Again, it is a privilege to even be the person on the receiving end of someone’s vulnerable state. Don’t abuse that privilege by moving straight into judgment and defense.
Vulnerability isn’t Always What We Imagine
Before looking more into it, I had a fairly narrow view of what it means to be vulnerable with someone. In my mind, the only real vulnerable situations I could think of were scenarios like admitting your own body insecurities or opening up about your mental health challenges. On the contrary, vulnerability can be about actions just as much as it can be about words.
For researcher Brene’ Brown, the study of vulnerability and shame has gone on for decades, with too many interviews and surveys to count. Vulnerability shows up in a variety of ways and Brown does not shy away from sharing examples given to her through those interviews. Vulnerability is:
- Telling your spouse that you’ve been sexually unsatisfied for years.
- Voicing an unpopular opinion.
- The first date after a breakup.
- Attempting to get pregnant again after a miscarriage.
- Asking for a small loan.
- Showing your best friend your art work for the very first time.
- Starting your own business despite not having much experience.
- Starting a blog or a Youtube channel.
- Saying no to people so that you don’t overwork yourself.
- Admitting that you need someone’s help.
- Admitting when you’re wrong.
- Admitting that you’re afraid.
Brown’s personal definition of vulnerability is “uncertainty, risk, and emotional exposure”. There are many other examples, but the point to understand here is that when someone is being vulnerable, they are taking a risk that could (possibly) jeopardize their image of themselves or someone’s perceived image of them. The sad thing is when someone is vulnerable with us in a way that’s indirect, we don’t always realize it. And as a result, we sometimes end up affirming that person’s initial confirmation bias.
A friend of mine was in financial trouble after being laid off from her job. Knowing that her boyfriend made a substantial amount of money with his own line of work, she was determined not to ask him for his help. Unfortunately, this uneasiness came from a previous experience with an ex. Instead of simply saying “no” or “I can’t help with this” he immediately started questioning her character. Mind you, this was a small amount of money that she had every intention of paying back, but this ex-boyfriend would make it sound like she was a gold-digger looking for an opportunity to take advantage of him. She didn’t like what that did to her self-image and she wanted to avoid a repeat of that scenario. However, it wasn’t long before the current boyfriend found out about her financial trouble and helped. But it was after he expressed his anger and disappointment that she didn’t trust him with this type of sensitive issue in the first place.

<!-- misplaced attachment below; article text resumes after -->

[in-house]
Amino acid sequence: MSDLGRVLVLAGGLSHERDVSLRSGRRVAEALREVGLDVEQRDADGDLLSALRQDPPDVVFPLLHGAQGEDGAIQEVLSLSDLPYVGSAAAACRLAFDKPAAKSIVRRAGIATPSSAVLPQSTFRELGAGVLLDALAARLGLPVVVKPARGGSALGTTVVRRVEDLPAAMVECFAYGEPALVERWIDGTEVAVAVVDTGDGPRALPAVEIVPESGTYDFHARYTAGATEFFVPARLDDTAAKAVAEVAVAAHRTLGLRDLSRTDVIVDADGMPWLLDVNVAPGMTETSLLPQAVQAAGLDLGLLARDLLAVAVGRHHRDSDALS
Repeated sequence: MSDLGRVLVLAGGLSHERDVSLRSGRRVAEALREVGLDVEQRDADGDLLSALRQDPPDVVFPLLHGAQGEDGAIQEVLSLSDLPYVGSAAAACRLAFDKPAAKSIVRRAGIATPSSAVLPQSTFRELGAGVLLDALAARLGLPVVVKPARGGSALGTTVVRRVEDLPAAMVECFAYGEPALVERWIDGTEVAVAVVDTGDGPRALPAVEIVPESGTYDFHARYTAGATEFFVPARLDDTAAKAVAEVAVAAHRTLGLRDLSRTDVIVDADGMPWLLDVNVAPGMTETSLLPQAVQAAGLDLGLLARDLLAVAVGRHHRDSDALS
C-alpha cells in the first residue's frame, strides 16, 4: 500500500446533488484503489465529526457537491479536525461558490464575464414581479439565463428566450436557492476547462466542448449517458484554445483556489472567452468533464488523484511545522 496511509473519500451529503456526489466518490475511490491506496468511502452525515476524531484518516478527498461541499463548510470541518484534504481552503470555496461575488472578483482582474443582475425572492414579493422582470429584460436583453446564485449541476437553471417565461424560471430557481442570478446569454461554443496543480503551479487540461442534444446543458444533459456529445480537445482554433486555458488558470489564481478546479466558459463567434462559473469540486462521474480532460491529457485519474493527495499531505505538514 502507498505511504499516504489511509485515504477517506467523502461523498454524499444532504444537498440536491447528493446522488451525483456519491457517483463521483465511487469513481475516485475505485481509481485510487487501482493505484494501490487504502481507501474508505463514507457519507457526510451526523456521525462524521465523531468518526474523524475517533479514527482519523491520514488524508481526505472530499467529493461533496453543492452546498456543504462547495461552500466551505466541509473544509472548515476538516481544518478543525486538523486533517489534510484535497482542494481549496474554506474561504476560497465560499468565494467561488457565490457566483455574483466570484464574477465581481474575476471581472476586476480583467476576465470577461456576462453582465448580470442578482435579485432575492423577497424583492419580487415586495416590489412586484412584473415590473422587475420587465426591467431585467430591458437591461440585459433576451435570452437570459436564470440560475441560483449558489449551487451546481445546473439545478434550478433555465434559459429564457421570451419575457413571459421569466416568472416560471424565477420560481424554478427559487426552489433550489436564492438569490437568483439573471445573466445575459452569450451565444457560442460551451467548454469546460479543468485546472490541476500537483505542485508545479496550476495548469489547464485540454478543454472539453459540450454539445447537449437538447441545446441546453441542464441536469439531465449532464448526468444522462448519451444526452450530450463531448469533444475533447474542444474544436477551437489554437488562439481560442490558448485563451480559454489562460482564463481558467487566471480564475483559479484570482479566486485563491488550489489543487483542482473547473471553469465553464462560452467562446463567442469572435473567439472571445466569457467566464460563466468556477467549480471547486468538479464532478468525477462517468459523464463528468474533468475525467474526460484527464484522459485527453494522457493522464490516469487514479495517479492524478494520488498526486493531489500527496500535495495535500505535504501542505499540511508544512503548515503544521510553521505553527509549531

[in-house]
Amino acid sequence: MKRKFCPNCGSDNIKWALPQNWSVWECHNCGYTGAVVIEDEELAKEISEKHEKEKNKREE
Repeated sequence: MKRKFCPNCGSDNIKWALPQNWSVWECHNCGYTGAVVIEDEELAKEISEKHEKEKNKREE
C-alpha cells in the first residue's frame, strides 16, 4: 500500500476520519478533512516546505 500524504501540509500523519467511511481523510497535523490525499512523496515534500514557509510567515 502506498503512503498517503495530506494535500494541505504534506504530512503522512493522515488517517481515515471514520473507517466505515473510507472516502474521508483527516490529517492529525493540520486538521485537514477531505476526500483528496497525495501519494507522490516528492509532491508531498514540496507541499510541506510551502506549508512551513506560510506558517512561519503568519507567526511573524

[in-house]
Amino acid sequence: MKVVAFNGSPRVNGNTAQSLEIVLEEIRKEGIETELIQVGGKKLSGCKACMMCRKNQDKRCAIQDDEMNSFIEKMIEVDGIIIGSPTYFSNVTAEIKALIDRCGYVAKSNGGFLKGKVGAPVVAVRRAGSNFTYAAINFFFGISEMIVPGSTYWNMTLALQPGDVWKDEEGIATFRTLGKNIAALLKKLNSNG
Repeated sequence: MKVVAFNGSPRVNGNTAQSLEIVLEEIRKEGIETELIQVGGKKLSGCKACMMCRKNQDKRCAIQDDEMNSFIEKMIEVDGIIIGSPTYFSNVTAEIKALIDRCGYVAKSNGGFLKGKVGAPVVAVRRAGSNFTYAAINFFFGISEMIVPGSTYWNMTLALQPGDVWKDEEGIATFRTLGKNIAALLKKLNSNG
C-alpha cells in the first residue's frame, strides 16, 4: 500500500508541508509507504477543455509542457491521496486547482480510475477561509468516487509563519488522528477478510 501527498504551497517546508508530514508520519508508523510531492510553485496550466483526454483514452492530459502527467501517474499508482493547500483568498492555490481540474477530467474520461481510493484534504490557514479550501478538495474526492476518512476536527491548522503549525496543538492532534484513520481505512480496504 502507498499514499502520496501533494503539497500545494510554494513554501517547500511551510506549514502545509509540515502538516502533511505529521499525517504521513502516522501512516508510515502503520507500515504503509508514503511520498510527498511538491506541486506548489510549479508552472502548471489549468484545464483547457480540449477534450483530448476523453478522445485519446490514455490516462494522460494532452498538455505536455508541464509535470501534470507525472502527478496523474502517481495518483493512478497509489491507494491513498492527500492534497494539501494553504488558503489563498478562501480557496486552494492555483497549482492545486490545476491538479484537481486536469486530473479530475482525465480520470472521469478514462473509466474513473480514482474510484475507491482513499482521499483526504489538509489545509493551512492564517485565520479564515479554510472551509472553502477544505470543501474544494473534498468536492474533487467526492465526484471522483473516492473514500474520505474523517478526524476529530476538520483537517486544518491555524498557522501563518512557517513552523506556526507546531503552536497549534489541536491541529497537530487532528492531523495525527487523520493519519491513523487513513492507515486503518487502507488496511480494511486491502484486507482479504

Rejection hurts no matter what capacity we experience it. The ex-boyfriend made her believe that asking for help or a small loan is pathetic, that it means she is incompetent and incapable of “figuring it out” on her own. As a result, it made being vulnerable with her current significant other twice as difficult.
I don’t give this as an example to say that the minute someone needs a loan you should give it to them so you don’t hurt their feelings. Rather, we have to be mindful about how we react to this type of vulnerability. What are ways we can uplift and reassure this person? How can we avoid shaming and character questioning? Is there a way to help this person even if it is a more indirect approach? How can we lead with honesty without subjecting this person to cruelty? These are questions we have to ask ourselves before shutting someone down, before scrolling past that link to their YouTube video, before accusing them of having “overpriced” products for their business.